CHARLOTTESVILLE, Va. — London Perrantes didn’t have the built in excuse on Saturday afternoon.
11 days ago, when Virginia came from behind to beat West Virginia in the Jimmy V Classic at Madison Square Garden, Virginia’s star point guard was a week and a half removed from undergoing an appendectomy. It was easy to forgive him for starting slow when he had missed a pair of games and a week’s worth of practice and conditioning. After all, his stomach had been cut open. It might take 20 minutes to get used to playing against the relentless pressure coming from the Mountaineers.
But on Saturday?
When No. 12 Villanova came to Charlottesville?
Perrantes didn’t have an excuse for his slow start. He was 1-for-4 from the floor in the first half, finishing with four points and three turnovers at the break, making the kind of sloppy plays we’ve become accustomed to seeing from time to time from just about every point guard other than Perrantes. A three-year starter at the point, Perrantes had 101 turnovers in his career entering Saturday. He usually doesn’t make careless mistakes, which is why it was so surprising to again see him struggle against quality competition.
“Early, he was a little frustrated with some of his turnovers,” head coach Tony Bennett said. “I could see it in his eyes.”
The second half, however, was a totally different story. Perrantes scored 15 of his 19 points after halftime, playing an integral role in the game-changing, 14-0 run that led to Virginia scoring 45 of their 86 points in the final 12 minutes of the game. The Cavs would go on to win, 86-75, their second consecutive win over a ranked program.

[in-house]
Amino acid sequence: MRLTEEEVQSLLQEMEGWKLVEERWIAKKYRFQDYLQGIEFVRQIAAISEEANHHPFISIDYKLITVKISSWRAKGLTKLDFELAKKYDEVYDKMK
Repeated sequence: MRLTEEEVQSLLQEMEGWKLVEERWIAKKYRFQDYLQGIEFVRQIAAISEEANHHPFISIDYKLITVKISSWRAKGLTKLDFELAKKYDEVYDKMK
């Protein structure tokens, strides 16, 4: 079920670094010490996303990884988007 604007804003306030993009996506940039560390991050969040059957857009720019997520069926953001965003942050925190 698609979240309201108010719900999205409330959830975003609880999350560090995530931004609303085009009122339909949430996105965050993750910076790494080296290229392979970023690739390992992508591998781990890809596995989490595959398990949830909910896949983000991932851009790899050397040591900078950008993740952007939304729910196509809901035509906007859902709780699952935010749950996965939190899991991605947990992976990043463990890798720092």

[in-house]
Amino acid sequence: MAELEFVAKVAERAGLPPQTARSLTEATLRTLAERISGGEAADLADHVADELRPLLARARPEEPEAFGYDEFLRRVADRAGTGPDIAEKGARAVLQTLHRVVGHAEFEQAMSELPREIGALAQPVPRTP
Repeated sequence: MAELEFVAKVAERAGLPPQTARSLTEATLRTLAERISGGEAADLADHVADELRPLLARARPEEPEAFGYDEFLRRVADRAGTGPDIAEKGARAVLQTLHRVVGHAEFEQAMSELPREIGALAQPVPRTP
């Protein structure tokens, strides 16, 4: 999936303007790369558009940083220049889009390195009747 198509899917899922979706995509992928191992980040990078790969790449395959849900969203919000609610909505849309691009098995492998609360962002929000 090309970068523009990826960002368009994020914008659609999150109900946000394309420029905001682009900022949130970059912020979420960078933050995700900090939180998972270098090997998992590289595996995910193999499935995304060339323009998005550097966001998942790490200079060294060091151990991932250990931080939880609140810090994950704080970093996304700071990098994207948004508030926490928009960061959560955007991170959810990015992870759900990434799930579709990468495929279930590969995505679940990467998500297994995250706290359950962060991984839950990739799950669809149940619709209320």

It also happened to be the second consecutive game that Perrantes took over in the second half. He hit arguably the three most important shots of the game on Saturday — three momentum-changing threes, but we’ll get to that in a minute — the same way he hit three critical second half threes, scoring all 13 of his points in the final 20 minutes in the win over the Mountaineers.
“He usually hits one or two of those daggers a game,” Villanova head coach Jay Wright said with a shake of his head. “He hit a bunch today.”
Those daggers are a huge part of the reason that Virginia is sitting at 10-1 on the season right now.
They are also the reason that the Cavs are not undefeated, which is what makes Perrantes to move valuable and irreplaceable player on this Virginia roster.
A little more than a month ago, four days after the season began and four hours before the 24-Hour College Basketball Marathon was set to kick off, Virginia trekked up Route 29, from Charlottesville to Washington D.C., to lock horns with George Washington in one of the earlier and toughest true road games you’ll ever see a preseason top ten team play.
The Cavs lost that game, and the blame ended up squarely on Virginia’s defense. They lost Darion Atkins and they lost Justin Anderson, and while Bennett’s Pack-Line defense will churn out a top 25 efficiency rating regardless of who is on the roster, losing two of the nation’s best individual defenders was a blow that was going to take some time to adjust to.
Case in point: Last season, Virginia was fourth nationally in defensive effective field goal percentage. This year they’re 126th.
[RELATED: What’s wrong with Virginia defensively this season?]